Ants and bees – a metaphor

This is an email I received today and I’m putting it on the blog because I like it and what it has to say to all of us. It’s by Madyson Taylor and comes from the Daily Om:

“We can learn a lot from watching ants and bees living in community and working for the greater good.

When we see ants and bees out in the world, we often see just one, but this belies the reality of their situation. More than any other species, ants and bees function as parts of a whole. They cannot and do not survive as individuals; they survive as members of a group, and the group’s survival is the implicit goal of each individual’s life. There is no concept of life outside the group, so even to use the word individual is somewhat misleading. Often, humans, on the other hand, strongly value individuality and often negatively associate ants and bees with a lack of independence. And yet, if we look closer at these amazing creatures, we can learn valuable lessons about how much we can achieve when we band together with others to work for a higher purpose.

Most ants and bees have highly specified roles within their communities, some of which are biologically dictated, and they work within the confines of their roles without complaint, never wishing to be something other than what they are. In this way, they symbolize self-knowledge and humility. They also display selfless service as they work for the common good. In many ways, they are like the individual cells of one body, living and dying as necessary to preserve the integrity of the whole body, not to protect themselves as individuals. In this way, ants personify the ability to see beyond one’s small self to one’s place within the greater whole, and the ability to serve this whole selflessly.

Ants and bees can inspire us to fully own what we have to offer and to put it to use in the pursuit of a goal that will benefit all of humanity, whether it be raising consciousness about the environment, feeding the hungry, or raising a happy child. Each one of us has certain talents we were born with, as well as skills we have acquired. When we apply these gifts, knowing that we are one part of a greater organism working to better the whole world, we honour and implement the wisdom of ants and bees.”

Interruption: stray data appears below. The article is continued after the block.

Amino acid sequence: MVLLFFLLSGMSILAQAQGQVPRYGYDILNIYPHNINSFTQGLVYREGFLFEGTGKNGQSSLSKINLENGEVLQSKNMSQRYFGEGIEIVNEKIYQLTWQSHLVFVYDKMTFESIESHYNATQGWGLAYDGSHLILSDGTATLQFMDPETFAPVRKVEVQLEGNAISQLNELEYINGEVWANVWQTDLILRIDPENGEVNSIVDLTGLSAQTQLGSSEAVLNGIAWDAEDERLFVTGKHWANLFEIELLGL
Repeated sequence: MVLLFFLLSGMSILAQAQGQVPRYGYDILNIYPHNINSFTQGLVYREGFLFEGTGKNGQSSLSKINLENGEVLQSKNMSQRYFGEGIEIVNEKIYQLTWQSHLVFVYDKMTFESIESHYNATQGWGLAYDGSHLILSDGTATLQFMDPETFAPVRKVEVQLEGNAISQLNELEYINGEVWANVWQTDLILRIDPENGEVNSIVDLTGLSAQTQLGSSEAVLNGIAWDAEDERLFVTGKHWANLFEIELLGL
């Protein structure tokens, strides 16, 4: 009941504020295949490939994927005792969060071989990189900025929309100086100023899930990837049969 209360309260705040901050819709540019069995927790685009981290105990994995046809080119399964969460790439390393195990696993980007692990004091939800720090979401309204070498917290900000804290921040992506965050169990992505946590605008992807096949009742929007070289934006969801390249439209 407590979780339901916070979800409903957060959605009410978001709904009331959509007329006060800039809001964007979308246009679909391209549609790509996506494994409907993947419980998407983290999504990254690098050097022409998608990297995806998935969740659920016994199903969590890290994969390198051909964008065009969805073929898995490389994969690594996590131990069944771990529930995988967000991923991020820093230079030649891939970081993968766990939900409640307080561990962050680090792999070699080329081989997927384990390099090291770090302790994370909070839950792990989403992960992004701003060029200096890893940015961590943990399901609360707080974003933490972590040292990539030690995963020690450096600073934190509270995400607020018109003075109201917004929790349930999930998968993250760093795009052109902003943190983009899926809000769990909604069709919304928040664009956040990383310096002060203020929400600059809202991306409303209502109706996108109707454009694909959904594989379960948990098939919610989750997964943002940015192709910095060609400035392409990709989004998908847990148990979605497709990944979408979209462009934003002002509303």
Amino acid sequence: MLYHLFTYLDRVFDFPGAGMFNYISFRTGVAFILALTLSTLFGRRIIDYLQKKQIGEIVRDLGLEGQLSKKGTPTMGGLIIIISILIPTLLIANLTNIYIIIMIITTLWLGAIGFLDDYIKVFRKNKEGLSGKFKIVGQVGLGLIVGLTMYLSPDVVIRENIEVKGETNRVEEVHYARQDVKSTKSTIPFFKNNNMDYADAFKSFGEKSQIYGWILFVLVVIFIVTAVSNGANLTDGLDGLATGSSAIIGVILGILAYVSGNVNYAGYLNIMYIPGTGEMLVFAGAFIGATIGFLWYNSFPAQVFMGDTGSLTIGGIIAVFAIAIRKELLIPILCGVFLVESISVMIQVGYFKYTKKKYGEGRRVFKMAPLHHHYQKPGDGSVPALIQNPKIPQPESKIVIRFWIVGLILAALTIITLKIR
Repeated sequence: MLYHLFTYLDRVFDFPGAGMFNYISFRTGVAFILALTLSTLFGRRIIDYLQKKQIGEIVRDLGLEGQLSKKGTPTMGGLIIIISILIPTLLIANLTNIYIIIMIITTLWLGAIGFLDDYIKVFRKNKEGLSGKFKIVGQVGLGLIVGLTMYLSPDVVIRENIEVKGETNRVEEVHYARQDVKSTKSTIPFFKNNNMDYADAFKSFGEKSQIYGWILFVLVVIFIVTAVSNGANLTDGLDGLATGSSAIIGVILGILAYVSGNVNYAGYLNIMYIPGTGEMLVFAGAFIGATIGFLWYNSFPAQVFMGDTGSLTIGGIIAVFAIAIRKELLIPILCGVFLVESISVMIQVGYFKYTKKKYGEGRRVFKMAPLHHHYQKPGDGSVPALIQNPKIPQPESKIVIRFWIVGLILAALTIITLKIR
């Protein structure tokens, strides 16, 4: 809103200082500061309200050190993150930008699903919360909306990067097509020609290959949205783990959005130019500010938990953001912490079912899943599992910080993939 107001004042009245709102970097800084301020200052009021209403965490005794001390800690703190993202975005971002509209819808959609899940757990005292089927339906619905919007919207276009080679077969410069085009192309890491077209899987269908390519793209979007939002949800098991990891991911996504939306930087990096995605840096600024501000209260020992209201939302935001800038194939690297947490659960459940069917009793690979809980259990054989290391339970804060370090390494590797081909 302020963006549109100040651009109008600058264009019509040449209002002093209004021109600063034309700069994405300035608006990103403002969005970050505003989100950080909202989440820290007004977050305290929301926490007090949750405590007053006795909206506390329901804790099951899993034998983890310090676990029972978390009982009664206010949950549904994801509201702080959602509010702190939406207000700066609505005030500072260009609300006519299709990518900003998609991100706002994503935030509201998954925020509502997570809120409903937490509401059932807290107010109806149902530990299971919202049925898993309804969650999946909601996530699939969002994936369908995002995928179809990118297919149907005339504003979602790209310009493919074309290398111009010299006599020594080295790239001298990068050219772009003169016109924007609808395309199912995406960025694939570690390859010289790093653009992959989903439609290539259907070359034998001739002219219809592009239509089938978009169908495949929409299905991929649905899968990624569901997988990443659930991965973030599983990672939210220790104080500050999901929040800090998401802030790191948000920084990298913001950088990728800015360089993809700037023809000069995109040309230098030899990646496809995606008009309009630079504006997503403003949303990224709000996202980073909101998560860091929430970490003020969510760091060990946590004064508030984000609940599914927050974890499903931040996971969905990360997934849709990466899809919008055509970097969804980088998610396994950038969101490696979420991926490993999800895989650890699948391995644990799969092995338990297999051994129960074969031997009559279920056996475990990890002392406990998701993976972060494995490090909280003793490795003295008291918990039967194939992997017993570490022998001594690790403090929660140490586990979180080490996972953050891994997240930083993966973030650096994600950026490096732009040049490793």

Dealing with the to-do list

I have discovered a great way to deal with my to-do list. You know, that list that sits on the worktop, or table, or wherever, with all the things you are planning to do when you have the time; when you feel like doing one or two of them; when you can afford it etc.

I got up the other day and made a to-do list for that day. I’ve started keeping a little book especially for the purpose. And I wrote down those things I had already done and put a big tick through them, in a different colour. I realised how good that made me feel, writing down and putting big ticks through the things I had already done. As I went through the day, ticking things off and putting in other things I had done that wouldn’t normally make it to the to-do list and ticking those off too I felt a sense of achievement that was very satisfying.

I think, for me, this is a good policy, a way of encouraging and supporting myself and appreciating that, actually, I generally do quite a lot. A lot of the day is made up of doing little things, work aside, and we tend to discount them because they are semi-automatic. Check emails, order things that we need, do the washing-up.

Doing this, and smiling at myself for entertaining myself in this way, is another small step in moving forward. We all have to keep taking these small steps – sometimes they are big steps that take a lot of courage and pats-on-the-back from ourselves – to deal with life, that huge amorphous thing we wake up to every morning. We need all the self-help we can dish out to do that.